Work of adhesion (or separation) is a fundamental parameter that may depend on a number of factors including surface topology, surface materials, surface energy, contaminants, fiber characteristics, application pressure, surface and sheet temperature, and sheet moisture content.

The laboratory devices developed and used by previous researchers [Mardon, 1961, 1976; Shallhorn and Karnis, 1975] interested in adhesion were limited to room temperature operation (more applicable to press roll applications). For a comprehensive investigation of dryer cylinder picking and sticking it is essential to provide surface and initial web temperatures representative of those in the dryer section. Furthermore, it is essential to provide for contact between the web and surface over controlled time intervals representative of those for which the sheet touches a dryer cylinder at typical machine speeds. The conditions at the sheet-roll surface interface during drying are highly time- dependent, and they are expected to have a strong influence on adhesion and picking. The Web Adhesion and Drying Simulator (WADS) was thus designed and constructed to support experimental measurement of web separation (peeling tension) under controlled conditions simulating various dryer operating conditions.

A detailed, descriptive theory of how non-uniformity in shrinkage and dried-in strains cause cockle (out-of-plane deformation) is given in Smith [1950]. He also discussed some of the factors in the papermaking process that could contribute to cockle development, such as basis weight variation, moisture variation, fiber orientation variation and low drying restraint. Ueska [1991] later gave a more concise description of Smith's proposed mechanism of cockle generation. Brecht, et al. [1955] have performed thorough experiments to test and demonstrate Smith's theory of cockle. They investigated the influence of initial moisture non-uniformity and heating non-uniformity, and several other variables, on the degree of cockle development in paper. In a recent study [Ahrens, et al., 2003], a simple hot-surface dryer (with single-sided heating of the sheet) was employed to quantify the effect on cockle of certain drying-related variables. It was shown that the amount of cockle in the final sheets would be dependent on the proportion of drying occurring under restraint in the dryer (vs. post-dryer unrestrained air drying), as well as on the drying conditions and heat transfer uniformity. None of the cited cockle studies have attempted to simulate the alternating periods of restraint and non-restraint that the sheet experiences as it travels through the typical multi-cylinder dryer section. The WADS would be a reasonable platform for simulating this aspect of the drying process with respect to its influence on cockle development.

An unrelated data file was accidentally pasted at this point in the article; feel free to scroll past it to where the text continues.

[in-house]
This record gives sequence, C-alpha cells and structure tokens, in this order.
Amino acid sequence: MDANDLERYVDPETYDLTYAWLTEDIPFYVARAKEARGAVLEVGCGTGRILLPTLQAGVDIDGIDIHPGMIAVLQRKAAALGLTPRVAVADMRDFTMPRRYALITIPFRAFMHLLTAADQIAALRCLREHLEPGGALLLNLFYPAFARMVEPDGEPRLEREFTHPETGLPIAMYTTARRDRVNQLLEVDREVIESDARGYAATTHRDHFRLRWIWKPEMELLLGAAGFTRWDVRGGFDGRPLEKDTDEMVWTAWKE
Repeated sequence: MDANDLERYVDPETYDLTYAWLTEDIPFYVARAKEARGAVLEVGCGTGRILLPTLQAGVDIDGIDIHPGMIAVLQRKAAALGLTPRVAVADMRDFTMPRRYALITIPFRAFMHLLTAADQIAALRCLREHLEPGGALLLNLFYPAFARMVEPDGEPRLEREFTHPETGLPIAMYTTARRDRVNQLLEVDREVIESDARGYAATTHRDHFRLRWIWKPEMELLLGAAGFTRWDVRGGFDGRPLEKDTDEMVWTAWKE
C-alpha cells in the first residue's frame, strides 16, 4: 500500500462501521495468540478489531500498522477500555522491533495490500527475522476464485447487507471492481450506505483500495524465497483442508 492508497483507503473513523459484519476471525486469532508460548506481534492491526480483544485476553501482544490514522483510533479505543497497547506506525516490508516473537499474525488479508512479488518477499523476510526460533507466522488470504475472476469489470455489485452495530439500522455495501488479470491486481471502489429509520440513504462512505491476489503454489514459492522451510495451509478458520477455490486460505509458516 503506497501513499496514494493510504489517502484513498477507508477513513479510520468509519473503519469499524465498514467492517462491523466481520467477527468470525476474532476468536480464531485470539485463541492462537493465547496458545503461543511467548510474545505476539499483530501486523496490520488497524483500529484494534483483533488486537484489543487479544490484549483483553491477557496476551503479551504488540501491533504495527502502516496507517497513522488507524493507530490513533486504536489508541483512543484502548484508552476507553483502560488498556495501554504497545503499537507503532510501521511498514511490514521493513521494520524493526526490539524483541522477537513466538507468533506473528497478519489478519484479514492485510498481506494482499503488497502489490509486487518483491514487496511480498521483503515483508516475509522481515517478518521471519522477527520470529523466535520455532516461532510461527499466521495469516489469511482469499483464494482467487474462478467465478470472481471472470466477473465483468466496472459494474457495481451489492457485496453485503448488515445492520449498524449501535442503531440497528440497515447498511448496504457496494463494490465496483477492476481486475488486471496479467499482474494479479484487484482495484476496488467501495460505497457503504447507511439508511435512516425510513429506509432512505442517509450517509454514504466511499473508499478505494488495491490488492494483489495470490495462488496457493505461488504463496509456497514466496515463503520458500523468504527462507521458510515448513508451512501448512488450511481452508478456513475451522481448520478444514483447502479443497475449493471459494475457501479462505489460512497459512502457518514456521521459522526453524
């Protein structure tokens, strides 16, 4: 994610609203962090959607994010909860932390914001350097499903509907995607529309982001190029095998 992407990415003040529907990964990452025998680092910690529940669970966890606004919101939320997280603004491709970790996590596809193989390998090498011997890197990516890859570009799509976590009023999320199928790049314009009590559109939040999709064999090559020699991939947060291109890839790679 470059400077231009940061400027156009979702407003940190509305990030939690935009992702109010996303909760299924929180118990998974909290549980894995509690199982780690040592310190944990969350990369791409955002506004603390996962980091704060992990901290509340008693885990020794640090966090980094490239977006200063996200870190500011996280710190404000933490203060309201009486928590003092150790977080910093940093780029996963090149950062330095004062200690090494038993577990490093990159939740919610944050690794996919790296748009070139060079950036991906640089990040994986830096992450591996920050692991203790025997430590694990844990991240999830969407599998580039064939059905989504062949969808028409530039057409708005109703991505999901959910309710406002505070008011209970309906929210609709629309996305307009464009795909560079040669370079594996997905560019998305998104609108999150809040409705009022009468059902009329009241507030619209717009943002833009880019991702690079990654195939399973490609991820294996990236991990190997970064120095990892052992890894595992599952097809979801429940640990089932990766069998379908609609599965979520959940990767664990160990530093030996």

The WADS system, shown in Figure 1, consists of a belt driven flywheel to which a removable "coupon" is attached. Coupons (7.62 cm x 31.30 cm), which represent the dryer cylinder surface, can be made of various materials including cast-iron, steel and chrome-plated steel and can be pre-coated with various model surface contaminants before installation on the WADS system for peel testing.



During an experiment, the coupon makes one revolution from its start position at a set peel speed. The dryer belt acts to laminate the web (pulled in from the sample tray) onto the coupon as it rotates past the sample tray. The speed of the wheel and paper contact length of this dryer belt, both user specified parameters, determine the dwell time. After passing through the applicator section, the paper is pulled from the coupon at the specified peel angle and peel point with a length of inelastic fiberglass tape that is tracked over the tension sensor. The sensor records the peel force (tension) required to separate the paper web from the coupon. Note that the measured peel force includes not only the force required to overcome adhesion at the peel point, but also forces resulting from changes in web potential and kinetic energy that occur between the peel point and tension sensor. Upon completion of the peel event, a proximity sensor triggers a brake to stop the wheel.